Movie Review: Transcendence
Giant, bloated and an unabashedly ambitious failure, “Transcendence” came with the
expectations that it would be an extension of Christopher Nolan’s (“The Dark Knight Rises”)
trademark cerebral tense plotting and smooth, elegant cinematography.
But with lugubrious pacing and an incoherently conceived plot, “Transcendence” suffers from
taking far too many ideas and mashing them all together in what is essentially a techno-thriller
about the fear of the internet.
Wally Pfister (“The Prestige”), long time Nolan collaborator and cinematographer, directs
“Transcendance” with a similar cinematic style and influence. Pfister attempts to revitalize
some of Nolan’s favorite themes by pitting man against technology and other obliquely moral
In “Transcendance,” Johnny Depp (“The Lone Ranger”) plays Dr. William Caster: one of the
world’s leading computer scientists working in the field of artificial intelligence. William and his
wife, Evelyn (Rebecca Hall, “The Awakening”), give a presentation at a large TED-style event
when a group of neo-luddite terrorists attempt to assassinate William.
William is grazed by a bullet laced by a strain of radiation. Evelyn is unable to let William go,
and she devises a plan to transfer William’s consciousness into a machine. Max Waters (Paul
Bettany, “Creation”) helps Evelyn in her pursuit but not without reservations. Waters eventually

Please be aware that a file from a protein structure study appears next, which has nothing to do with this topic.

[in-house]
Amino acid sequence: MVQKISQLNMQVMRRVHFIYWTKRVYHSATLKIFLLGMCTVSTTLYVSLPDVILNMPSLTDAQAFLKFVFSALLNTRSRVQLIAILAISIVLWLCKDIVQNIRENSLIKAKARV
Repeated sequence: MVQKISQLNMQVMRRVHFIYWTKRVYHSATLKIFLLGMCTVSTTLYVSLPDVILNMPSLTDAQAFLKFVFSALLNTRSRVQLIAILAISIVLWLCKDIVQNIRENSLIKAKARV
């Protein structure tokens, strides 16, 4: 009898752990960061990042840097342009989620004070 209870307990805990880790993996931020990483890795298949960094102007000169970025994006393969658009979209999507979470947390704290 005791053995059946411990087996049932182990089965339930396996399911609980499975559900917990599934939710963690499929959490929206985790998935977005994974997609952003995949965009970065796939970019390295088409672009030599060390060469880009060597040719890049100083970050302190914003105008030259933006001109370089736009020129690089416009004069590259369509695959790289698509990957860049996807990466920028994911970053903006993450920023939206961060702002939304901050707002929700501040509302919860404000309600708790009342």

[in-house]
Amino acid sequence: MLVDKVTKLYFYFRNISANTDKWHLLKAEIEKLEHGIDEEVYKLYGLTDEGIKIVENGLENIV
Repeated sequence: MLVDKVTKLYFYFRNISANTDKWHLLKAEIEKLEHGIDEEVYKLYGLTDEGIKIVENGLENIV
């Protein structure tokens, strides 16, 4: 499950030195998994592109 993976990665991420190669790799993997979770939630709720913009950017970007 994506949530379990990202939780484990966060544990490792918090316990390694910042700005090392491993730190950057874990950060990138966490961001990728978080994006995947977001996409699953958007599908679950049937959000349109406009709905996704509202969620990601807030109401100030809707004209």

splits with Evelyn in her ideological pursuit of making an independently self-sustaining artificial
“Transcendence” eventually ruminates on far too many philosophical and plot ideas to keep
itself sturdy. First time screenwriter Jack Paglen’s script takes a hodgepodge of ideas and
throws them together in the most unkempt fashion possible.
While the story for “Transcendence” becomes a rather messy affair, it’s not Pfister’s primary
concern. Current cinematographer Jess Hall, known for working on comedies like “Hot Fuzz”
and “30 Seconds or Less,” largely retains the clean lines that are familiar in Pfister’s work.
Hallways, corridors and even desert scenes are shot with superbly clean lines.
While not completely without merit, “Transcendence” is a fundamentally flawed film. Though
Pfister treats it’s high-concept science fiction yarn with a degree of humor that is largely absent
in Nolan’s films. Pfister’s film succumbs to a failure of presenting far too many of the ideas
which eventually fail to make a cohesive narrative.
But, “Transcendence” finds far more worth in the way it’s shot. While those pictures may not be
worth a thousand words, they’re enough to keep the film afloat for longer than necessary.